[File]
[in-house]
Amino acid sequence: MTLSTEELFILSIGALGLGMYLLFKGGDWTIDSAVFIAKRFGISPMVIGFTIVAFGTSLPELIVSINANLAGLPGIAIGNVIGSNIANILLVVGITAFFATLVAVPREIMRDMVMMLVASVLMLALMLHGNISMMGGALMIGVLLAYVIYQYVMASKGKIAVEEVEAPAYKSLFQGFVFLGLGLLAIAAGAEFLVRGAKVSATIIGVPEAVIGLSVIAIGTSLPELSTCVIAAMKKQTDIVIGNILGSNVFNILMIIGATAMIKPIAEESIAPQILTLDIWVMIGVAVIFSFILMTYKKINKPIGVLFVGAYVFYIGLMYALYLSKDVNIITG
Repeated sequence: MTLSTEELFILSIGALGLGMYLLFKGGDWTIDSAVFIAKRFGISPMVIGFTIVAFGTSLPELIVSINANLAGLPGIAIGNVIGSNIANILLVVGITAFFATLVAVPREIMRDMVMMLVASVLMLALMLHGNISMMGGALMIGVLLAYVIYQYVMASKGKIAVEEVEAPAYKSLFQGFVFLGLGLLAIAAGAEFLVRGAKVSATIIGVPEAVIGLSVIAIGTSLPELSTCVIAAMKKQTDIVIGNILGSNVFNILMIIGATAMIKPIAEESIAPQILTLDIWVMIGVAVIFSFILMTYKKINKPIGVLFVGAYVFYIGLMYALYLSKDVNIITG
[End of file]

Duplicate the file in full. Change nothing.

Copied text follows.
[in-house]
Amino acid sequence: MTLSTEELFILSIGALGLGMYLLFKGGDWTIDSAVFIAKRFGISPMVIGFTIVAFGTSLPELIVSINANLAGLPGIAIGNVIGSNIANILLVVGITAFFATLVAVPREIMRDMVMMLVASVLMLALMLHGNISMMGGALMIGVLLAYVIYQYVMASKGKIAVEEVEAPAYKSLFQGFVFLGLGLLAIAAGAEFLVRGAKVSATIIGVPEAVIGLSVIAIGTSLPELSTCVIAAMKKQTDIVIGNILGSNVFNILMIIGATAMIKPIAEESIAPQILTLDIWVMIGVAVIFSFILMTYKKINKPIGVLFVGAYVFYIGLMYALYLSKDVNIITG
Repeated sequence: MTLSTEELFILSIGALGLGMYLLFKGGDWTIDSAVFIAKRFGISPMVIGFTIVAFGTSLPELIVSINANLAGLPGIAIGNVIGSNIANILLVVGITAFFATLVAVPREIMRDMVMMLVASVLMLALMLHGNISMMGGALMIGVLLAYVIYQYVMASKGKIAVEEVEAPAYKSLFQGFVFLGLGLLAIAAGAEFLVRGAKVSATIIGVPEAVIGLSVIAIGTSLPELSTCVIAAMKKQTDIVIGNILGSNVFNILMIIGATAMIKPIAEESIAPQILTLDIWVMIGVAVIFSFILMTYKKINKPIGVLFVGAYVFYIGLMYALYLSKDVNIITG